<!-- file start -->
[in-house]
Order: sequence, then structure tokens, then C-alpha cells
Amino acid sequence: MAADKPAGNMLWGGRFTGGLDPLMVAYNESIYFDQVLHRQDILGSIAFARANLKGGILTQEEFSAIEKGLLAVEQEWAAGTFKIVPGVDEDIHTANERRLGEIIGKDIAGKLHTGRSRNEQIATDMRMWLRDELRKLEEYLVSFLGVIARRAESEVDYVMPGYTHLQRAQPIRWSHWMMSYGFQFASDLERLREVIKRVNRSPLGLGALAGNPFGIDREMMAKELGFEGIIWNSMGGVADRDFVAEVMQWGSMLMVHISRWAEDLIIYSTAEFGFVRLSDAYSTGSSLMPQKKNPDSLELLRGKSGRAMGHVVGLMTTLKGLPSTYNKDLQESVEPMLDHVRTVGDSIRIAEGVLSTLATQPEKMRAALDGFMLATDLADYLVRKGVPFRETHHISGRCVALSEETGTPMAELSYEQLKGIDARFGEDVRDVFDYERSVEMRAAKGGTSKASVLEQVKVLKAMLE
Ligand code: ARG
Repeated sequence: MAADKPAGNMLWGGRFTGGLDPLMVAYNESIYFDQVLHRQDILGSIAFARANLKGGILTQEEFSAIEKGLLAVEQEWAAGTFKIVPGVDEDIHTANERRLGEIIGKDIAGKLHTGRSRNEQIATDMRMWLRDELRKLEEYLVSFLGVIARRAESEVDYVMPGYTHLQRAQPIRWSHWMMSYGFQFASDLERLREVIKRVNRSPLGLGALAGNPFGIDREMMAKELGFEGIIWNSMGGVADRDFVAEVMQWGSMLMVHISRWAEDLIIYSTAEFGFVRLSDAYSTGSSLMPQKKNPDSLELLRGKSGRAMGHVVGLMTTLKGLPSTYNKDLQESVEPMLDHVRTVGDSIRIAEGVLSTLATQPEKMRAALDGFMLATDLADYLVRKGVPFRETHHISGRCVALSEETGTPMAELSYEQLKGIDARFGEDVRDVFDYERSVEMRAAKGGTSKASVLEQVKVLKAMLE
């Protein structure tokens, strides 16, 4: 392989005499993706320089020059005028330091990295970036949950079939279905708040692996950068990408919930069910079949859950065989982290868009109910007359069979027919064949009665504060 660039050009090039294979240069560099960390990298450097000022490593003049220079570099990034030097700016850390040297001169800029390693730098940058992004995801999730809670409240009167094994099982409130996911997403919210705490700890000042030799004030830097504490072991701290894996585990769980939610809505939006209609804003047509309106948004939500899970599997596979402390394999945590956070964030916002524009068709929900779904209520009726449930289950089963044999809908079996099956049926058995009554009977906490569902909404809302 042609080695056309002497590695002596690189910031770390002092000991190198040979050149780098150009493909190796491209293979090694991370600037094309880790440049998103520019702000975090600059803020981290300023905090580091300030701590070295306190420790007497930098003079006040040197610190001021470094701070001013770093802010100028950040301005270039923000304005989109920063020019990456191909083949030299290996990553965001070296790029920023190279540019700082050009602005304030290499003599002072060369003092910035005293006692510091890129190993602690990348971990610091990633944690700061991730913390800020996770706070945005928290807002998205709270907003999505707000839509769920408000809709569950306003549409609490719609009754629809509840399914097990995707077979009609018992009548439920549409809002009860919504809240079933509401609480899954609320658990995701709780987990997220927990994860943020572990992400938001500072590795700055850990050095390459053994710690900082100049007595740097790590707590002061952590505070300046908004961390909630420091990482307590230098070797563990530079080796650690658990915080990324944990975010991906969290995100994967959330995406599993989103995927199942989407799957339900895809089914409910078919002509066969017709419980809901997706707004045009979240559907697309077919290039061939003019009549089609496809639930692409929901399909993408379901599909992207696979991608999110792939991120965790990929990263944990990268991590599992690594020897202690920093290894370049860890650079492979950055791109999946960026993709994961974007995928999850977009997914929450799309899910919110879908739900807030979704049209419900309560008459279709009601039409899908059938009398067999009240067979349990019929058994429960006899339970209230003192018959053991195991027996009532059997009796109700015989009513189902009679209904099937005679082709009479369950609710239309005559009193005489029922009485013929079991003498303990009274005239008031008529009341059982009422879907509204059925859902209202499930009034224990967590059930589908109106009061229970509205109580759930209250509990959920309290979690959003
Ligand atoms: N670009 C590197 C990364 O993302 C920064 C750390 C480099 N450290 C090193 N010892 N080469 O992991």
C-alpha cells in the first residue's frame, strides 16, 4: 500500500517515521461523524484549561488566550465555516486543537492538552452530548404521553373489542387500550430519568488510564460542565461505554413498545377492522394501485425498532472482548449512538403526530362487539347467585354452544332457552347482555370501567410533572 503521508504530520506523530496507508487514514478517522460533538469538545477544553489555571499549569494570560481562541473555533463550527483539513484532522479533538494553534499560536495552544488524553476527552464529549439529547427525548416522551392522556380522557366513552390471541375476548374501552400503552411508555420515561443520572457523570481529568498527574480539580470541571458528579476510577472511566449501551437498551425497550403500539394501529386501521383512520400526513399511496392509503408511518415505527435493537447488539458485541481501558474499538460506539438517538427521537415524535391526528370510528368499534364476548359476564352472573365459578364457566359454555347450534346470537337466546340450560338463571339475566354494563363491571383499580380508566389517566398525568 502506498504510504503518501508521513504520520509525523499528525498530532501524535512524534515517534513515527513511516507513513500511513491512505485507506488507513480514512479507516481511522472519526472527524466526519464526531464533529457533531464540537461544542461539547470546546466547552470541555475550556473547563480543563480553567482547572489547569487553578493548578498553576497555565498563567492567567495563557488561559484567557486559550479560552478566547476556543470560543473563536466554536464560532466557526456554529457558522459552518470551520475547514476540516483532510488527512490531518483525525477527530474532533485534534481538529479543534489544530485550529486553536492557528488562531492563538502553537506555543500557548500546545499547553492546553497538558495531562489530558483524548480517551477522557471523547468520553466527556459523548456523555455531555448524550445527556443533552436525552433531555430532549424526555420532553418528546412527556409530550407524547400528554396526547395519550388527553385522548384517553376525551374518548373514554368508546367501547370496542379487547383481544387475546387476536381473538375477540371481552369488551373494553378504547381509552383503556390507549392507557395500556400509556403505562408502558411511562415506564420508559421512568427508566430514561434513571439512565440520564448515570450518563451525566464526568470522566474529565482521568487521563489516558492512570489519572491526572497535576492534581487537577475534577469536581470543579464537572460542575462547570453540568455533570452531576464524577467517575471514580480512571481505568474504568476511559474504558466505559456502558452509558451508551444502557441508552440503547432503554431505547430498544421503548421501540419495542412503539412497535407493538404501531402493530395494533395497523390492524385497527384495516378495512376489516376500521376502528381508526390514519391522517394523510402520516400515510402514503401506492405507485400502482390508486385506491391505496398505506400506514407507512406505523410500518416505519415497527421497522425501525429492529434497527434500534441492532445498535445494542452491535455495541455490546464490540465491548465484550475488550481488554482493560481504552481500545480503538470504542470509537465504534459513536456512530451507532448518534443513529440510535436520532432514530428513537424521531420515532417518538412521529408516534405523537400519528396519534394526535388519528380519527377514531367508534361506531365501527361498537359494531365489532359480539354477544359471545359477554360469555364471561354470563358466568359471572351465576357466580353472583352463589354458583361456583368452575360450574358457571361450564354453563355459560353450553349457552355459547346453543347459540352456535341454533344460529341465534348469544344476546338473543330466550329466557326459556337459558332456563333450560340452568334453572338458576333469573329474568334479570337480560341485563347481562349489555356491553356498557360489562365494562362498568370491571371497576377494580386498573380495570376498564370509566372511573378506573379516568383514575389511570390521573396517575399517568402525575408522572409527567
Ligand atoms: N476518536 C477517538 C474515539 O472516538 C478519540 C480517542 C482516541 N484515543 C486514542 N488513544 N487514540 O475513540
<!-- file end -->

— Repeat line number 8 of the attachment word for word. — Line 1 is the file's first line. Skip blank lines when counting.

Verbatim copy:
C-alpha cells in the first residue's frame, strides 16, 4: 500500500517515521461523524484549561488566550465555516486543537492538552452530548404521553373489542387500550430519568488510564460542565461505554413498545377492522394501485425498532472482548449512538403526530362487539347467585354452544332457552347482555370501567410533572 503521508504530520506523530496507508487514514478517522460533538469538545477544553489555571499549569494570560481562541473555533463550527483539513484532522479533538494553534499560536495552544488524553476527552464529549439529547427525548416522551392522556380522557366513552390471541375476548374501552400503552411508555420515561443520572457523570481529568498527574480539580470541571458528579476510577472511566449501551437498551425497550403500539394501529386501521383512520400526513399511496392509503408511518415505527435493537447488539458485541481501558474499538460506539438517538427521537415524535391526528370510528368499534364476548359476564352472573365459578364457566359454555347450534346470537337466546340450560338463571339475566354494563363491571383499580380508566389517566398525568 502506498504510504503518501508521513504520520509525523499528525498530532501524535512524534515517534513515527513511516507513513500511513491512505485507506488507513480514512479507516481511522472519526472527524466526519464526531464533529457533531464540537461544542461539547470546546466547552470541555475550556473547563480543563480553567482547572489547569487553578493548578498553576497555565498563567492567567495563557488561559484567557486559550479560552478566547476556543470560543473563536466554536464560532466557526456554529457558522459552518470551520475547514476540516483532510488527512490531518483525525477527530474532533485534534481538529479543534489544530485550529486553536492557528488562531492563538502553537506555543500557548500546545499547553492546553497538558495531562489530558483524548480517551477522557471523547468520553466527556459523548456523555455531555448524550445527556443533552436525552433531555430532549424526555420532553418528546412527556409530550407524547400528554396526547395519550388527553385522548384517553376525551374518548373514554368508546367501547370496542379487547383481544387475546387476536381473538375477540371481552369488551373494553378504547381509552383503556390507549392507557395500556400509556403505562408502558411511562415506564420508559421512568427508566430514561434513571439512565440520564448515570450518563451525566464526568470522566474529565482521568487521563489516558492512570489519572491526572497535576492534581487537577475534577469536581470543579464537572460542575462547570453540568455533570452531576464524577467517575471514580480512571481505568474504568476511559474504558466505559456502558452509558451508551444502557441508552440503547432503554431505547430498544421503548421501540419495542412503539412497535407493538404501531402493530395494533395497523390492524385497527384495516378495512376489516376500521376502528381508526390514519391522517394523510402520516400515510402514503401506492405507485400502482390508486385506491391505496398505506400506514407507512406505523410500518416505519415497527421497522425501525429492529434497527434500534441492532445498535445494542452491535455495541455490546464490540465491548465484550475488550481488554482493560481504552481500545480503538470504542470509537465504534459513536456512530451507532448518534443513529440510535436520532432514530428513537424521531420515532417518538412521529408516534405523537400519528396519534394526535388519528380519527377514531367508534361506531365501527361498537359494531365489532359480539354477544359471545359477554360469555364471561354470563358466568359471572351465576357466580353472583352463589354458583361456583368452575360450574358457571361450564354453563355459560353450553349457552355459547346453543347459540352456535341454533344460529341465534348469544344476546338473543330466550329466557326459556337459558332456563333450560340452568334453572338458576333469573329474568334479570337480560341485563347481562349489555356491553356498557360489562365494562362498568370491571371497576377494580386498573380495570376498564370509566372511573378506573379516568383514575389511570390521573396517575399517568402525575408522572409527567